13. Changes in Disability Levels Among Older Adults Experiencing Adverse Events in Postacute Rehabilitation Care

    PubMed Central

    Gacto-Sánchez, Mariano; Medina-Mirapeix, Francesc; Navarro-Pujalte, Esther; Escolar-Reina, Pilar

    2015-01-01

    Abstract This study aimed to assess the relationship between adverse events (AEs) and changes in the levels of disability from admission to discharge during inpatient rehabilitation programs. A prospective cohort study was conducted among a cohort of inpatients (216 older adults) admitted to a rehabilitation unit. The occurrences of any AE were reported. The level of disability regarding mobility activities was estimated using the disability qualifiers from the International Classification of Functioning, Disability, and Health. Changes in the levels of disability between admission and discharge were assessed. Baseline-measured covariates were also selected. Regarding all 4 disability levels (“no limitation,” “mild,” “moderate,” “severe,” and “complete disability”), a total of 159 participants experienced an improvement at discharge (126 participants progressed 1 level, whereas 33 improved 2 disability levels), 56 made no change, and no participants experienced a decline. The occurrence of fall-related events and the diagnostic group (musculoskeletal system) are specific predictive factors of change in the level of disability. The odds of undergoing a change in any disability level between admission and discharge decreases by 68% (1–0.32) when patients experience fall-related events (odds ratio [OR] = 0.32, 95% confidence interval [CI] = 0.11–0.97, P = 0.041) and increases for individuals with musculoskeletal conditions (OR = 3.91, 95% CI = 1.34–11.38, P = 0.012). Our findings suggest that increased efforts to prevent the occurrence of these AEs, together with early interventions suited to the diagnosis of the affected system, may have a positive influence on the improvement of disability. Further studies should evaluate disability over time after discharge to obtain a better sense of how transient or permanent the associated disability may be. PMID:25715255

  14. Prostitution, disability and prohibition.

    PubMed

    Thomsen, Frej Klem

    2015-06-01

    Criminalisation of prostitution, and minority rights for disabled persons, are important contemporary political issues. The article examines their intersection by analysing the conditions and arguments for making a legal exception for disabled persons to a general prohibition against purchasing sexual services. It explores the badness of prostitution, focusing on and discussing the argument that prostitution harms prostitutes, considers forms of regulation and the arguments for and against with emphasis on a liberty-based objection to prohibition, and finally presents and analyses three arguments for a legal exception, based on sexual rights, beneficence, and luck egalitarianism, respectively. It concludes that although the general case for and against criminalisation is complicated there is a good case for a legal exception.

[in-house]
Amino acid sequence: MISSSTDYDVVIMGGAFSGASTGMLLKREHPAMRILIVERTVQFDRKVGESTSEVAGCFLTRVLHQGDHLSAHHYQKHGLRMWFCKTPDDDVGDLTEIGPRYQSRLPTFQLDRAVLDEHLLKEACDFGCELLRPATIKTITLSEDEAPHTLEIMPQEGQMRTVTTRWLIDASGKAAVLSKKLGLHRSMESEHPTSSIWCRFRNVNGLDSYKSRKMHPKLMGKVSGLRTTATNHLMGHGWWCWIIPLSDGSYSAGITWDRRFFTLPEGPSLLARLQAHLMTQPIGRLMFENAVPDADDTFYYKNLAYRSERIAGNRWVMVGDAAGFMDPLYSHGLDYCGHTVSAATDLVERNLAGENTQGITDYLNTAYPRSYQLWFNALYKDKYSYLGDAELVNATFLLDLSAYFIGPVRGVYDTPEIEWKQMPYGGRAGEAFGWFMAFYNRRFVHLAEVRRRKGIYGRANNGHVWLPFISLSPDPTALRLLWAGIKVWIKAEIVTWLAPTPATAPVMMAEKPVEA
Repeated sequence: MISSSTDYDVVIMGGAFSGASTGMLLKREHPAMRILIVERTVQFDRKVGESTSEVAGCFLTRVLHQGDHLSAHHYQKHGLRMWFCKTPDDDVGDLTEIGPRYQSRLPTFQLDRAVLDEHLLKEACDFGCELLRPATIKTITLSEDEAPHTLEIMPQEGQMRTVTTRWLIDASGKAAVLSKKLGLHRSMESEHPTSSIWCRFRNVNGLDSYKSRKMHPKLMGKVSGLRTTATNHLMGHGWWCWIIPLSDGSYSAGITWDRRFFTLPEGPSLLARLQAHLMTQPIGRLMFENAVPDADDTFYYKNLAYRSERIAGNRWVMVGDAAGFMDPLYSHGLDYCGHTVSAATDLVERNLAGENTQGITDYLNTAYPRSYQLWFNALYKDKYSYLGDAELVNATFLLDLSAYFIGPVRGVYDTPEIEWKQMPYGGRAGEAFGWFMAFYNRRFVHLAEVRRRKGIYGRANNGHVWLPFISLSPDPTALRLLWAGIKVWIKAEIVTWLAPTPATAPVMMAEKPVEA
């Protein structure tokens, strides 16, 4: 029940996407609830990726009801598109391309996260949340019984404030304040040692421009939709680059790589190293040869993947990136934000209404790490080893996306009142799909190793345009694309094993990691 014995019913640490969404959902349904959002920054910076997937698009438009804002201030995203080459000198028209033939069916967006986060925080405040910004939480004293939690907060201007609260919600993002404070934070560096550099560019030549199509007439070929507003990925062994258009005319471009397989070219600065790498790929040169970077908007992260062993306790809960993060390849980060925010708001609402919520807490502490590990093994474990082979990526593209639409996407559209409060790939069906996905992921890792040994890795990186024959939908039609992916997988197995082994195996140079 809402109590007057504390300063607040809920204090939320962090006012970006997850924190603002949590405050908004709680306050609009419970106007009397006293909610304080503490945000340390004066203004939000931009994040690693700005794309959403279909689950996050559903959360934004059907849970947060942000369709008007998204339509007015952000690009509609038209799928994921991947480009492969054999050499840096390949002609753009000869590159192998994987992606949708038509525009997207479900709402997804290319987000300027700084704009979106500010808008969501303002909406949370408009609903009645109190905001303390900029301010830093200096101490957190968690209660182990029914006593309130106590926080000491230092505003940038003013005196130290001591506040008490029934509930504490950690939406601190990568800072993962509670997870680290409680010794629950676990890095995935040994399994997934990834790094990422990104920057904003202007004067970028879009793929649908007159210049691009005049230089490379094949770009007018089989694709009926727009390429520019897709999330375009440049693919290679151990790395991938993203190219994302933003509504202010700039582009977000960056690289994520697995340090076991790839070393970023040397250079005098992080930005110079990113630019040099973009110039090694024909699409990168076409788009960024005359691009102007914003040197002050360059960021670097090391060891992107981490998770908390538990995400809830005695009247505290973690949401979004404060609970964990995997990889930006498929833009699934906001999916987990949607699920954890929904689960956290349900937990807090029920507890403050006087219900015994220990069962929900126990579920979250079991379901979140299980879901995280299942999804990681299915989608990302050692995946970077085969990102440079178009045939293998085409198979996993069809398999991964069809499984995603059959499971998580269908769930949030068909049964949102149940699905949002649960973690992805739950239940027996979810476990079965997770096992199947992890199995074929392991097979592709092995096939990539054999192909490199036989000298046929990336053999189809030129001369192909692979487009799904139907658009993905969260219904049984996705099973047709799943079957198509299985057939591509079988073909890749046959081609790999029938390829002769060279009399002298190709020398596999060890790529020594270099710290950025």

15. How to accommodate women with mobility limitations in biological studies.

    PubMed

    Walker, Janiece L; Tovar, Marlene; Harrison, Tracie C; Wommack, Joel

    2015-01-01

    People with disabilities should be routinely included in research studies if there is no specific reason for their exclusion. Regardless, they may be inadvertently excluded because of the procedures of the study. By conducting a community-based biological study with women aging with mobility limitations, these authors gained further understanding of their accommodation needs during research participation. The women aging with mobility limitations offered specific physical, cultural, or environmental needs that could have influenced the methods, procedures, and possible outcomes involved when conducting a biological study with this community living population. The authors and participants identified methodological challenges for women with mobility impairments within three key areas: recruitment procedures, laboratory procedures, and community-based data collection. The authors propose possible solutions to these identified challenges. It is our hope that this will begin a larger dialogue on how to routinely accommodate people with disabilities in biological research studies.

  16. Disabling Radiological Dispersal Terror

    SciTech Connect

    Hart, M

    2002-11-08

    Terror resulting from the use of a radiological dispersal device (RDD) relies upon an individual's lack of knowledge and understanding regarding its significance. Disabling this terror will depend upon realistic reviews of the current conservative radiation protection regulatory standards. It will also depend upon individuals being able to make their own informed decisions merging perceived risks with reality. Preparation in these areas will reduce the effectiveness of the RDD and may even reduce the possibility of its use.

  17. Disability Does Not Discriminate

    ERIC Educational Resources Information Center

    Alexander, Amy Elizabeth

    2008-01-01

    In this article, the author talks about the "it can't happen to me" mentality, which makes humans think they are physically invincible and have been guilty of thinking so. The author learned the danger of the "it can't happen to me" syndrome when she was disabled in a car accident in February 1994. The accident happened when she was 21 years old,…

  18. Altitude Modulates Concussion Incidence

    PubMed Central

    Smith, David W.; Myer, Gregory D.; Currie, Dustin W.; Comstock, R. Dawn; Clark, Joseph F.; Bailes, Julian E.

    2013-01-01